Giorgio Piola's F1 technical analysis

Tech analysis: Williams upgrades and that 'illegal' winglet

The Williams team raised eyebrows earlier this week in testing with an 'illegal' new winglet, as it continues its push to become Mercedes' closest challenger. Giorgio Piola looks at the Grove team's updates.

Williams has made some solid progress on track – and grabbed some headlines off it – with a pretty aggressive aerodynamic programme that culminated in a number of changes over the last week.

While one part tested this week (that wing in front of the rear wheel) may never see the light of the day at a grand prix, other bits delivered a decent step in Austria and should push the team on to even better things over the next few races.

Performance chief Rob Smedley is one who thinks that the changes – looked at in more detail below – will show much better at the high-speed swoops of Silverstone.

"We added a reasonable amount of downforce here [in Austria] and certainly Silverstone has a higher downforce demand," he said after seeing Felipe Massa finish third at the Red Bull Ring last weekend.

"We saw all the downforce which we were expecting, which is good, and yeah Silverstone is a higher downforce track, so we will be expecting a little bit more there.

"People talk about big changes, but ultimately steps are very incremental. We weren't expecting that it was going to be a winning car but we were just expecting it will give that little bit, and we would be able to chip away at the rest."

Here we look at the changes that Williams delivered.

Rear wing

 

Williams new wing, with old wing inset photo
Williams new wing, with old wing inset photo

Photo by: Giorgio Piola

The most obvious change was at the back of the car with a new rear wing.

Williams has had some issues this year with the wing stalling, which is why we saw the return of the monkey seat at recent races to try to help with the aerodynamic balance.

As part of the Austrian Grand Prix package, a new rear wing featured a more rectangular end plate (old version inset) with a V-section cut out of the top plane.

Turning vanes

 

Williams vane detail
Williams vane detail

Photo by: Giorgio Piola

The level of detail that teams work to now is amazing, and Williams showed this when it revised the angle of the gills on some turning vanes in front of the side pods.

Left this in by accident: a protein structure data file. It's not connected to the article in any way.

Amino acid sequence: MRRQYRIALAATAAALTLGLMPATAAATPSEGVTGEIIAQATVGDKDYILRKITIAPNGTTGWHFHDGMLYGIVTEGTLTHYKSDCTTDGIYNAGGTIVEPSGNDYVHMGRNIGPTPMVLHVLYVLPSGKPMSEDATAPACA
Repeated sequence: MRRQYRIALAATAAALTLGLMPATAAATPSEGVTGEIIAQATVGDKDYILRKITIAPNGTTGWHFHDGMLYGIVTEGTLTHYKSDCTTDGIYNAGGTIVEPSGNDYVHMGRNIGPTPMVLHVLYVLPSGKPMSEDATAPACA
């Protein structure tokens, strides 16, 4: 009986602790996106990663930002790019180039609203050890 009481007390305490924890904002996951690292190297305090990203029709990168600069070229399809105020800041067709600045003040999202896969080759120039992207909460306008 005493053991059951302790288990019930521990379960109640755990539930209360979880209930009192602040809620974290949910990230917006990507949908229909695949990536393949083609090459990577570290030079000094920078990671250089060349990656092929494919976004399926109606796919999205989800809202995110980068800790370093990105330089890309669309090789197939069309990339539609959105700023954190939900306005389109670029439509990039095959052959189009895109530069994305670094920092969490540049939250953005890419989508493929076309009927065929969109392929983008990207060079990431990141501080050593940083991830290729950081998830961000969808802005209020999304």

The new version featured a more angled gill section; whereas the old version (inset) was vertical. This will have been done to improve airflow in a key area of the car.

The rear wheel winglet

 

Susie Wolff, Williams FW37 Development Driver running a winglet in front of the rear wheel
Susie Wolff, Williams FW37 Development Driver running a winglet in front of the rear wheel

Photo by: XPB Images

At the post-Austrian GP test, Williams caused a stir on the opening day when it appeared with a winglet just in front of the rear wheels.

A quick check of the rule book showed that it breached regulations that had been in place since 1997 – banning bodywork in front of the rear wheels.

 

FIA's 1997 regulations outlawed aerodynamic device locations
FIA's 1997 regulations outlawed aerodynamic device locations

Photo by: Giorgio Piola

Although the exclusion zone has got bigger since then – meaning bodywork is severely restricted in height and location in front of the rear wheel – the principle is still the same: the rules want to outlaw such downforce creating devices.

Although the winglet would be illegal at races, teams are allowed to run what they like in tests as long as they comply with safety regulations.

It's been confirmed that the winglet was not intended to be raced. It was instead a measuring device – either to simulate downforce or to measure airflow at the rear of the car.

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About this article
Series Formula 1
Teams Williams
Article type Analysis
Tags piola
Topic Giorgio Piola's F1 technical analysis